There is a lot of wondering that goes on about what happens to those children who die before being baptized. Certainly, many people want to know what becomes of the 4,000 children who are aborted each day in the U.S. and miscarriages are also a sad reality of some peoples’ lives. Catholics believe that baptism wipes away original sin, but what happens when baptism hasn’t happened, does original sin keep the child from God?
The official teaching is that we do not know. The Catechism says:
As regards children who have died without Baptism, the Church can only entrust them to the mercy of God, as she does in her funeral rites for them. Indeed, the great mercy of God who desires that all men should be saved, and Jesus' tenderness toward children which caused him to say: "Let the children come to me, do not hinder them" (Mk 10:14; cf. 1 Tim 2:4), allow us to hope that there is a way of salvation for children who have died without Baptism. All the more urgent is the Church's call not to prevent little children coming to Christ through the gift of holy Baptism. (1261 CCC)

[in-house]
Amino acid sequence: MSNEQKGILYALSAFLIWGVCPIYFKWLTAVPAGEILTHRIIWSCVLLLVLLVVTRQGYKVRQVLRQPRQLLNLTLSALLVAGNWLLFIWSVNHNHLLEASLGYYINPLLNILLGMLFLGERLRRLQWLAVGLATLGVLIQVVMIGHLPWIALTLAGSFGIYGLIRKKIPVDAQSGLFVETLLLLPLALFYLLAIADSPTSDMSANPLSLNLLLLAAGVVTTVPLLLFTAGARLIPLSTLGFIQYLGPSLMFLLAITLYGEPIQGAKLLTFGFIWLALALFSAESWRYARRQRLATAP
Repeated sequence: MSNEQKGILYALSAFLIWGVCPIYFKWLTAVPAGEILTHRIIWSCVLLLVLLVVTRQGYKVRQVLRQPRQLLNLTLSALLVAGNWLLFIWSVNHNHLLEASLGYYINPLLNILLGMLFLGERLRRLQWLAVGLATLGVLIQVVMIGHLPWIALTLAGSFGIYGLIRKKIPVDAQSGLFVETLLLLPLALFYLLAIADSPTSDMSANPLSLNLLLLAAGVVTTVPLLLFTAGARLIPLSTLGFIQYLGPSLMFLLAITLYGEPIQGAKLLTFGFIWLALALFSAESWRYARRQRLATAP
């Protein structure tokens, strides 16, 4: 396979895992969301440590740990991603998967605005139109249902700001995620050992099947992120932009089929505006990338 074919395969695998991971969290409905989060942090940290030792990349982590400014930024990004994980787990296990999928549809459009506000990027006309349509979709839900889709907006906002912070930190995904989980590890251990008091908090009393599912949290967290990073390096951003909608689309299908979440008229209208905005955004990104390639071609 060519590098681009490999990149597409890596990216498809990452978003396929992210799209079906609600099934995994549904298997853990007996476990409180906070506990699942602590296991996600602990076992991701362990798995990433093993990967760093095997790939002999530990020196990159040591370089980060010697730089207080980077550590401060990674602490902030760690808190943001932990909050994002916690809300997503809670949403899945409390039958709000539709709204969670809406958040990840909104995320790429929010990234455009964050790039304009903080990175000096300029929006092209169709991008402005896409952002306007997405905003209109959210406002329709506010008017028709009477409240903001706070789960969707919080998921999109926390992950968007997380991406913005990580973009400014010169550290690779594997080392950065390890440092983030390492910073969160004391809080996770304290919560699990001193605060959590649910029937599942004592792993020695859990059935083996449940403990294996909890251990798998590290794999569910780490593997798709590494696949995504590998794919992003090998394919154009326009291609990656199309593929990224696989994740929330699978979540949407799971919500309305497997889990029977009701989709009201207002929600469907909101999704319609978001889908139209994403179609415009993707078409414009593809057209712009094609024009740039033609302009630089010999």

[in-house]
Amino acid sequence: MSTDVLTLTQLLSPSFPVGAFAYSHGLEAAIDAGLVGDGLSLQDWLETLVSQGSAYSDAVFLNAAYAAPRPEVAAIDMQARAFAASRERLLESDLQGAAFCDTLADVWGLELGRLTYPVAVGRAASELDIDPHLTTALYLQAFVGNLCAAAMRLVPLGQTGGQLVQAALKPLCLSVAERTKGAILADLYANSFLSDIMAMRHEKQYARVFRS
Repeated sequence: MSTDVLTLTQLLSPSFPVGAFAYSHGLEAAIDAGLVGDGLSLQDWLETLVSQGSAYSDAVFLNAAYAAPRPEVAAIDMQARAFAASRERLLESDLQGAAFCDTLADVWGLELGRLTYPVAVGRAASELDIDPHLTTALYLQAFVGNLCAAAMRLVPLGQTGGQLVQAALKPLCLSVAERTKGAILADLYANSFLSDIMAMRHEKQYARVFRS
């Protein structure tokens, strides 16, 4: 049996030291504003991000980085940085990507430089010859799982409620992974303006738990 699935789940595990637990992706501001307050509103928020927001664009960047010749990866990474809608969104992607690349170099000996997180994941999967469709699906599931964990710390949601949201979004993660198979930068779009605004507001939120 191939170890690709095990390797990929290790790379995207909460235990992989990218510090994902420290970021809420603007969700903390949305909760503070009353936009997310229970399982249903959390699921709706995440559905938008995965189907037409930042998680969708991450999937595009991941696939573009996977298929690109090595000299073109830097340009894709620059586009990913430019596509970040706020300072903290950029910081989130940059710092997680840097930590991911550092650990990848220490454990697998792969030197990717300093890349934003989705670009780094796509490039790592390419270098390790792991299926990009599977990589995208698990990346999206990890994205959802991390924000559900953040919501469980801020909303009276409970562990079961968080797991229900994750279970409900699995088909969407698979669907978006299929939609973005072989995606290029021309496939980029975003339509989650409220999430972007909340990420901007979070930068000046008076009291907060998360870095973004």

We do not know that they are in heaven. If we did, they would all be called saints, but yet we are hopefully optimistic that they are indeed with our Lord and God. We are hopeful that his mercy overcomes the stain of original sin and that they are drawn to his side through his grace.
The teaching of Limbo, where a child spent all eternity separated from God due to original sin, yet not in hell, is no longer held. The Church has recognized more fully the deepness of God’s mercy on all people; especially the unborn. This change reflects an increase in awareness of the Church, not a change in how God treats those who die before baptism.
Continue to pray for them and for the end of abortion, however. We are hopeful, but that doesn’t mean we can lax on this issue. As the later part of paragraph 1261 states: All the more urgent is the Church's call not to prevent little children coming to Christ through the gift of holy Baptism